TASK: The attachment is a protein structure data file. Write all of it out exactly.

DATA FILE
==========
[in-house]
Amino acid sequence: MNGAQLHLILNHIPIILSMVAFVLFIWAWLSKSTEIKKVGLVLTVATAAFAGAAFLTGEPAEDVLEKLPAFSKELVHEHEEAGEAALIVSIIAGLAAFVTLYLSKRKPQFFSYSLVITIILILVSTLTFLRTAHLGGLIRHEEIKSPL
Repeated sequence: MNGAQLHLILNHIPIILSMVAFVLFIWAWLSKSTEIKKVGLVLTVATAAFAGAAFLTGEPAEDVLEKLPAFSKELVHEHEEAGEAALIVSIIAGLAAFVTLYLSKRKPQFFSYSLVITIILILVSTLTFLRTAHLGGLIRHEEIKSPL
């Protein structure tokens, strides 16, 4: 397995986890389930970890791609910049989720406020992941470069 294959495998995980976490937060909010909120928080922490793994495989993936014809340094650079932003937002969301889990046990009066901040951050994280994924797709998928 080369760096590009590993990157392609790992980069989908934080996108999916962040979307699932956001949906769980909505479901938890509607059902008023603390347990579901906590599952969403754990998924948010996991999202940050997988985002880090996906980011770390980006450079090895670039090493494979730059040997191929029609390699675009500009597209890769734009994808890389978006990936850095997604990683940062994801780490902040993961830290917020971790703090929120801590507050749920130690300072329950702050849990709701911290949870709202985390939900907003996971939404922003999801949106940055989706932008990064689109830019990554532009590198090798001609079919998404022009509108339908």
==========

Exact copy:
[in-house]
Amino acid sequence: MNGAQLHLILNHIPIILSMVAFVLFIWAWLSKSTEIKKVGLVLTVATAAFAGAAFLTGEPAEDVLEKLPAFSKELVHEHEEAGEAALIVSIIAGLAAFVTLYLSKRKPQFFSYSLVITIILILVSTLTFLRTAHLGGLIRHEEIKSPL
Repeated sequence: MNGAQLHLILNHIPIILSMVAFVLFIWAWLSKSTEIKKVGLVLTVATAAFAGAAFLTGEPAEDVLEKLPAFSKELVHEHEEAGEAALIVSIIAGLAAFVTLYLSKRKPQFFSYSLVITIILILVSTLTFLRTAHLGGLIRHEEIKSPL
């Protein structure tokens, strides 16, 4: 397995986890389930970890791609910049989720406020992941470069 294959495998995980976490937060909010909120928080922490793994495989993936014809340094650079932003937002969301889990046990009066901040951050994280994924797709998928 080369760096590009590993990157392609790992980069989908934080996108999916962040979307699932956001949906769980909505479901938890509607059902008023603390347990579901906590599952969403754990998924948010996991999202940050997988985002880090996906980011770390980006450079090895670039090493494979730059040997191929029609390699675009500009597209890769734009994808890389978006990936850095997604990683940062994801780490902040993961830290917020971790703090929120801590507050749920130690300072329950702050849990709701911290949870709202985390939900907003996971939404922003999801949106940055989706932008990064689109830019990554532009590198090798001609079919998404022009509108339908």